The honor we expect is there, but it becomes compromised the higher on the latter you climb. I trust the field level commanders more than I trust the desk jockeys.

    I guess I wasn’t surprised, EJ. Just seriously disappointed. There is also the political correctness stuff that has bothered me: women having to sign up for selective service if we institute the draft; women in combat; the transgender issue–that influence policy. I just hope the brass doesn’t do something stupid that would jeopardize those field commanders.

    • #7
    • August 25, 2016, at 12:10 PM PDT
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  8. Susan Quinn Contributor
    Susan Quinn

    MarciN: I would not trust any Democratic Party analysis of the military. It’s the first thing they cut whenever they can. They do not take the military as seriously as they should. And mismanagement ultimately leads to having to spend more money.

    You do understand the DoD Inspector General (IGs have a good reputation for being objective) wrote up this report.

    Hillary supports increasing the military. My point is that I don’t want to have to spend more money due to mismanagement; wouldn’t we be throwing good money after bad, so to speak? And the military is responsible for the mismanagement, not the administration. I feel like I’m not making myself very clear.

    • #8
    • August 25, 2016, at 12:15 PM PDT
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  9. OkieSailor Member
    OkieSailor Joined in the first year of Ricochet Ricochet Charter Member

    Susan Quinn: The Defense Department’s Inspector General, in a June report, said the Army made $2.8 trillion in wrongful adjustments to accounting entries in one quarter alone in 2015, and $6.5 trillion for the year.

    Those number don’t seem to jive with the actual budget for the entire military, let alone just the Army:

    BI_Graphics_US Military Budget

    http://www.businessinsider.com/how-the-us-military-spends-its-billions-2015-8

    So what am I missing here?
    This doesn’t mean that I think there is no waste or plain stupidity involved. Nothing that big will ever be that pure.

    • #9
    • August 25, 2016, at 12:17 PM PDT
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  10. Susan Quinn Contributor
    Susan Quinn

    OkieSailor:

    Susan Quinn: The Defense Department’s Inspector General, in a June report, said the Army made $2.8 trillion in wrongful adjustments to accounting entries in one quarter alone in 2015, and $6.5 trillion for the year.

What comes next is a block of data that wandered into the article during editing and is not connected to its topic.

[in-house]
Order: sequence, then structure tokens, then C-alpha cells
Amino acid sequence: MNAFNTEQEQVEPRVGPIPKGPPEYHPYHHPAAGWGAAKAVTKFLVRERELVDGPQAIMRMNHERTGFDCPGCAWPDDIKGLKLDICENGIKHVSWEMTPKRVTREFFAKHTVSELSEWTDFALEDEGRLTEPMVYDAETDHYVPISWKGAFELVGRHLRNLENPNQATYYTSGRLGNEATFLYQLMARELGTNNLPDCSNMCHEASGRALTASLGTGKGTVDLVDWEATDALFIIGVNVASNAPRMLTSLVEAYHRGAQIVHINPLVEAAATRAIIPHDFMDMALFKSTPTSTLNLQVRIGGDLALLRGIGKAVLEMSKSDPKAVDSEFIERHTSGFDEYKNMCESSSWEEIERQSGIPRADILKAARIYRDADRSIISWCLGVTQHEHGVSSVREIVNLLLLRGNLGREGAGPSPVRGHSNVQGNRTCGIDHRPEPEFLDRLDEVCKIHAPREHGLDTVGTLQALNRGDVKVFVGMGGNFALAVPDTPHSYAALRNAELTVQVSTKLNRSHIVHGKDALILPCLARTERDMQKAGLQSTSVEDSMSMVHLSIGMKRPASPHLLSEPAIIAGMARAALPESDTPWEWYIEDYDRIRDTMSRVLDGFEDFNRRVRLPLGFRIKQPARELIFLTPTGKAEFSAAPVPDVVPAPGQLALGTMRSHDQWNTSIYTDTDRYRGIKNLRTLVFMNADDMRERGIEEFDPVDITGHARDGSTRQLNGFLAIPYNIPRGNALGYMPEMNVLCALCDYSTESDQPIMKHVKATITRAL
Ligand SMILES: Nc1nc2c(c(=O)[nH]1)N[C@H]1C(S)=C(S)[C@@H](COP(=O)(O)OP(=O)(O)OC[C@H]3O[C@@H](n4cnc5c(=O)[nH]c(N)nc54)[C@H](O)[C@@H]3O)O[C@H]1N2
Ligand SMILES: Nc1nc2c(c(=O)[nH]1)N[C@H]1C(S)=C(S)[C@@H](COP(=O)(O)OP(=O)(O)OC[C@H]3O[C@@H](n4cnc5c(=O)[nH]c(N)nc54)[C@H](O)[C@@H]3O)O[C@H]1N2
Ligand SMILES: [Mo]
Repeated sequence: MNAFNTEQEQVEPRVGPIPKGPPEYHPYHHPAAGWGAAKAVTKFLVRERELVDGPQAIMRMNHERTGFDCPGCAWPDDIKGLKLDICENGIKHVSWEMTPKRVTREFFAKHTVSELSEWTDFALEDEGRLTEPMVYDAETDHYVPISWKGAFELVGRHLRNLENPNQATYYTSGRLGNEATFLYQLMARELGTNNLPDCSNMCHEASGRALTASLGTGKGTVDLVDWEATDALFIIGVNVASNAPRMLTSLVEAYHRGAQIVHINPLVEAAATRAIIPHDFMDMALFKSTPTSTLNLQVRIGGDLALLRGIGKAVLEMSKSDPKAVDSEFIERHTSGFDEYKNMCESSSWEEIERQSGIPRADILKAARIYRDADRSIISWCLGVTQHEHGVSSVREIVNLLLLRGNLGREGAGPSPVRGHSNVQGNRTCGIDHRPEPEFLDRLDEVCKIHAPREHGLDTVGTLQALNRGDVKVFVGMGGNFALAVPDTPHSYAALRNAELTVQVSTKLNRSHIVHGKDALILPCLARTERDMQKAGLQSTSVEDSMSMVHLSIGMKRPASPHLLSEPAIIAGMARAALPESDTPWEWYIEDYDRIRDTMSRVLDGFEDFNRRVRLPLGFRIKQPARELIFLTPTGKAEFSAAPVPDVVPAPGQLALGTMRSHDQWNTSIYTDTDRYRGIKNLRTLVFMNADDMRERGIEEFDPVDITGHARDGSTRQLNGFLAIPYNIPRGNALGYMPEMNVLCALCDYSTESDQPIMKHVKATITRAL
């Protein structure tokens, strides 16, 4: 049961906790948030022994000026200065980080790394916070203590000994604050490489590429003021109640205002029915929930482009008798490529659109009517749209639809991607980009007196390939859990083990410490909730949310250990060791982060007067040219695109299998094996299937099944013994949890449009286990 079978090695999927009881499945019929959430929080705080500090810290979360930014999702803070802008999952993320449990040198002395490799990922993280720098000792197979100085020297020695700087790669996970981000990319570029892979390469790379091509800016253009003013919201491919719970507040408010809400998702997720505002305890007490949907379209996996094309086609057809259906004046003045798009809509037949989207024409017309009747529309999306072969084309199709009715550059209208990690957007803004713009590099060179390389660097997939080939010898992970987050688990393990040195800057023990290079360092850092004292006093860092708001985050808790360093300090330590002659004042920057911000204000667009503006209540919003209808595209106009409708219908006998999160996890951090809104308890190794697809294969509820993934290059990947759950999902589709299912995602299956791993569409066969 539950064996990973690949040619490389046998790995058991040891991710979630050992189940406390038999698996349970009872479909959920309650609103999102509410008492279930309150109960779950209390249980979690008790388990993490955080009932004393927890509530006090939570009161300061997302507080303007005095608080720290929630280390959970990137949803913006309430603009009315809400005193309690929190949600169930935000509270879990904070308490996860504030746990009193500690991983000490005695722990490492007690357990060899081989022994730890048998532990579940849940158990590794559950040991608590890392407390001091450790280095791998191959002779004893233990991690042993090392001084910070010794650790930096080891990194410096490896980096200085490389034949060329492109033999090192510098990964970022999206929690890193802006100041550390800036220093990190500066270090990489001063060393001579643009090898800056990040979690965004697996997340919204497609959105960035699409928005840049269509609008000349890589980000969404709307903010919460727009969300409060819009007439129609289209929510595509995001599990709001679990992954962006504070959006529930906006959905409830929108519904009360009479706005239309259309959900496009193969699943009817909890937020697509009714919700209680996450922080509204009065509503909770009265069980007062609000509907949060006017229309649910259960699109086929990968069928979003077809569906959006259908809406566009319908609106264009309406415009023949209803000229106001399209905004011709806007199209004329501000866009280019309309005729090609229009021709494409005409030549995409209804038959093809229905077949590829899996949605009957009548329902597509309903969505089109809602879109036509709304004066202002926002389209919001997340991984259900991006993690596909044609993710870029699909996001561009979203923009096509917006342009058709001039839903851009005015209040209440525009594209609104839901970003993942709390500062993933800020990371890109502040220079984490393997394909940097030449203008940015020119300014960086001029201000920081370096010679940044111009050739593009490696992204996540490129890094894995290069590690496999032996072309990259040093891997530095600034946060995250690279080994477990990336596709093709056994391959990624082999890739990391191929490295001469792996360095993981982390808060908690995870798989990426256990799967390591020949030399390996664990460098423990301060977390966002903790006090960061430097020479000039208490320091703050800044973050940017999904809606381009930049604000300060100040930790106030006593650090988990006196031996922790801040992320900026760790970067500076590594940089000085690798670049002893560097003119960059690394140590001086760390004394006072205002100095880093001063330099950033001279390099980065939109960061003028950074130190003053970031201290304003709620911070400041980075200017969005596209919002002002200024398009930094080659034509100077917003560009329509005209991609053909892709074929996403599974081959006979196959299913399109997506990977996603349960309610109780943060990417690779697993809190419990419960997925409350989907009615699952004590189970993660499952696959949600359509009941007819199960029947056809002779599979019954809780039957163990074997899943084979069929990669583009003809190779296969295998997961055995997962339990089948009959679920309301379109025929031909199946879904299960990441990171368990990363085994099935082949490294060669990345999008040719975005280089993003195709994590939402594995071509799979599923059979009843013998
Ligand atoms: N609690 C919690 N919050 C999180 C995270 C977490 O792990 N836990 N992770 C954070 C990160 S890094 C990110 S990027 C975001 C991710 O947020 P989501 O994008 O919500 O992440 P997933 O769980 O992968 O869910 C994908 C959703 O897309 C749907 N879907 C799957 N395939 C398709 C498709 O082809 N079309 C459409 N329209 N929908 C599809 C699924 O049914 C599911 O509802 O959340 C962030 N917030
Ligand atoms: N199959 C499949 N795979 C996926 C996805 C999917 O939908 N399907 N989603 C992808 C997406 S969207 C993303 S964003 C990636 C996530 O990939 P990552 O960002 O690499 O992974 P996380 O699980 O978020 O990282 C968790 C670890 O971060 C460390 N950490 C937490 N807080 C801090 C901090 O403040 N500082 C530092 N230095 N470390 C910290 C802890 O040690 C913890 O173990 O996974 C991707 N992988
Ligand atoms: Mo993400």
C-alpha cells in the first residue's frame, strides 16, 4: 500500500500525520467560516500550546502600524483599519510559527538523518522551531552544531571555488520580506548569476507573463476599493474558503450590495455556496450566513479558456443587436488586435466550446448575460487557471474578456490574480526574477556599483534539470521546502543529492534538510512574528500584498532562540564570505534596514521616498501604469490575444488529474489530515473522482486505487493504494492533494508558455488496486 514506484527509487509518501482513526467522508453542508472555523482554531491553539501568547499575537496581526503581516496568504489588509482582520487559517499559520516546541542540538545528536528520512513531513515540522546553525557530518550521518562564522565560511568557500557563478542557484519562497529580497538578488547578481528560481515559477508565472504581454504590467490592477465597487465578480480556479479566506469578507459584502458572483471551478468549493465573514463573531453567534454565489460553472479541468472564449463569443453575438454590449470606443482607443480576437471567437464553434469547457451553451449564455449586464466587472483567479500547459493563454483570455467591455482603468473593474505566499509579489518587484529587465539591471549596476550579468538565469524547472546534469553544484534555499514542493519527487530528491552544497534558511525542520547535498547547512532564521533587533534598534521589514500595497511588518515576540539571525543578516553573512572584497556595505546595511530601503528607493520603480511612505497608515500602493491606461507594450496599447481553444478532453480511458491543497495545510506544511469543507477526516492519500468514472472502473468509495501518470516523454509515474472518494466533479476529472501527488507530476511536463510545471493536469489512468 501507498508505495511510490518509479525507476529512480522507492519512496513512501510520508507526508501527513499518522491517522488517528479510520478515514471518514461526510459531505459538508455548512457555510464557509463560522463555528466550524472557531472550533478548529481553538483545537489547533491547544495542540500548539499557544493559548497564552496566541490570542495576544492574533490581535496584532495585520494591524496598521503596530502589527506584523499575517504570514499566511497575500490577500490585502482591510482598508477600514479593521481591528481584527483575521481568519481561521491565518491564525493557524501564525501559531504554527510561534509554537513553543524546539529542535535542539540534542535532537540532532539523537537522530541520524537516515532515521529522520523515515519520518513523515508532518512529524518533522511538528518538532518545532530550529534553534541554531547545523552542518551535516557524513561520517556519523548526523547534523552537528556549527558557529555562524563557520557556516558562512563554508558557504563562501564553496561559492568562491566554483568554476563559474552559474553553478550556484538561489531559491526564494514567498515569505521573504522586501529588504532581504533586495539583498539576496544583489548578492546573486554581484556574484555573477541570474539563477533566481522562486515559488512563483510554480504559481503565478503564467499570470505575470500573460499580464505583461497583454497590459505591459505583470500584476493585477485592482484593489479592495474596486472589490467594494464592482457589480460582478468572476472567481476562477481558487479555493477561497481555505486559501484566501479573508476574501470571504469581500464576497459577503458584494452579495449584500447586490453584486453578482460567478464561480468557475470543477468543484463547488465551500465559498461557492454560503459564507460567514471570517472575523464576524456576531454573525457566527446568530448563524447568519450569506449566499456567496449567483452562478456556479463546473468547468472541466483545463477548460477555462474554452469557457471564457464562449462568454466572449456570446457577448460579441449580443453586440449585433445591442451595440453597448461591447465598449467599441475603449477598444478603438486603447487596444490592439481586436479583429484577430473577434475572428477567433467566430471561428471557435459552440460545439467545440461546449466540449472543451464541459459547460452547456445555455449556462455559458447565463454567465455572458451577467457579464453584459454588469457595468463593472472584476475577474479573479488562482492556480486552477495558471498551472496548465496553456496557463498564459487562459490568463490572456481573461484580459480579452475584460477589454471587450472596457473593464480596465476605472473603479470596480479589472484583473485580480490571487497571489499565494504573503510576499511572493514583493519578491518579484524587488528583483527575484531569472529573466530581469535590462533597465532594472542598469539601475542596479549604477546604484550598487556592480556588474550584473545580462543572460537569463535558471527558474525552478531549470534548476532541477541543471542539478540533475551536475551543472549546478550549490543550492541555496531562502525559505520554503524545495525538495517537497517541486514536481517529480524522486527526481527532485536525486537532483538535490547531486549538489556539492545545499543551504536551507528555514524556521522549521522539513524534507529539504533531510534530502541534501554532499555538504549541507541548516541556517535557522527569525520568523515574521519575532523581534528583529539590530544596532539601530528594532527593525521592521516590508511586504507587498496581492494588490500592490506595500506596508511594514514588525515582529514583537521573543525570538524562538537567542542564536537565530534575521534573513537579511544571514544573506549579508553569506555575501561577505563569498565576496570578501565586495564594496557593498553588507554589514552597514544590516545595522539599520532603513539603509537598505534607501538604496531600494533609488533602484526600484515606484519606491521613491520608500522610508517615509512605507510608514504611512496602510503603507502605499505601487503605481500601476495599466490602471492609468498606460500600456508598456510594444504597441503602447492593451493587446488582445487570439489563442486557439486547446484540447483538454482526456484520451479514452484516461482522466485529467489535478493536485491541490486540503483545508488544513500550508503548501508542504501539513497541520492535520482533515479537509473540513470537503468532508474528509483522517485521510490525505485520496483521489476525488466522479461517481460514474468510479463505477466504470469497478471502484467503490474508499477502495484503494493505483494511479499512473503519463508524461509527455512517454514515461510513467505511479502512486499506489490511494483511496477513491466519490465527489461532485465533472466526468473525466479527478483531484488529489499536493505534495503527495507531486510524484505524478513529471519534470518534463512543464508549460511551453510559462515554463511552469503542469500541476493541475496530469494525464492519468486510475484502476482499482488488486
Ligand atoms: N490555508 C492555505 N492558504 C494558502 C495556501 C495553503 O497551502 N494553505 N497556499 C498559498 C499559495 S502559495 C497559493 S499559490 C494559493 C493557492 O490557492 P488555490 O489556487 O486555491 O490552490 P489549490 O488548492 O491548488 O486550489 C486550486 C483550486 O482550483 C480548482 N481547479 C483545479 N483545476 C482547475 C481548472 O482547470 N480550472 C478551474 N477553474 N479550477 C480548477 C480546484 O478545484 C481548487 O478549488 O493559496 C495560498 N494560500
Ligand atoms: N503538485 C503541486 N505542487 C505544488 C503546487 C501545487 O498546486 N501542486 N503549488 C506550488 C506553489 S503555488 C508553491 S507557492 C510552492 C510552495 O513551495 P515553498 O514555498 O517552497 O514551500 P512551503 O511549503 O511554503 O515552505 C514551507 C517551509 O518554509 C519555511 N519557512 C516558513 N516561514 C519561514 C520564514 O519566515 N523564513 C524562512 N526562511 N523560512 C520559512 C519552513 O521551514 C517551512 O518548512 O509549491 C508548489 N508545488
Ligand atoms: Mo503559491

Those number don’t seem to jive with the actual budget for the entire military, let alone just the Army:

    BI_Graphics_US Military Budget

    http://www.businessinsider.com/how-the-us-military-spends-its-billions-2015-8

    So what am I missing here?
    This doesn’t mean that I think there is no waste or plain stupidity involved. Nothing that big will ever be that pure.

    Thanks for your comment, Okie. That’s the point. I believe if you read the article I linked, they worked so hard to make numbers work that they make no sense:

    “At first glance adjustments totaling trillions may seem impossible. The amounts dwarf the Defense Department’s entire budget. Making changes to one account also require making changes to multiple levels of sub-accounts, however. That created a domino effect where, essentially, falsifications kept falling down the line. In many instances this daisy-chain was repeated multiple times for the same accounting item.”

    • #10
    • August 25, 2016, at 12:25 PM PDT
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  11. OkieSailor Member
    OkieSailor Joined in the first year of Ricochet Ricochet Charter Member

    Susan Quinn:

    OkieSailor:

    Susan Quinn: The Defense Department’s Inspector General, in a June report, said the Army made $2.8 trillion in wrongful adjustments to accounting entries in one quarter alone in 2015, and $6.5 trillion for the year.

    Those number don’t seem to jive with the actual budget for the entire military, let alone just the Army:

    BI_Graphics_US Military Budget

    http://www.businessinsider.com/how-the-us-military-spends-its-billions-2015-8

    So what am I missing here?
    This doesn’t mean that I think there is no waste or plain stupidity involved. Nothing that big will ever be that pure.

    Thanks for your comment, Okie. That’s the point. I believe if you read the article I linked, they worked so hard to make numbers work that they make no sense: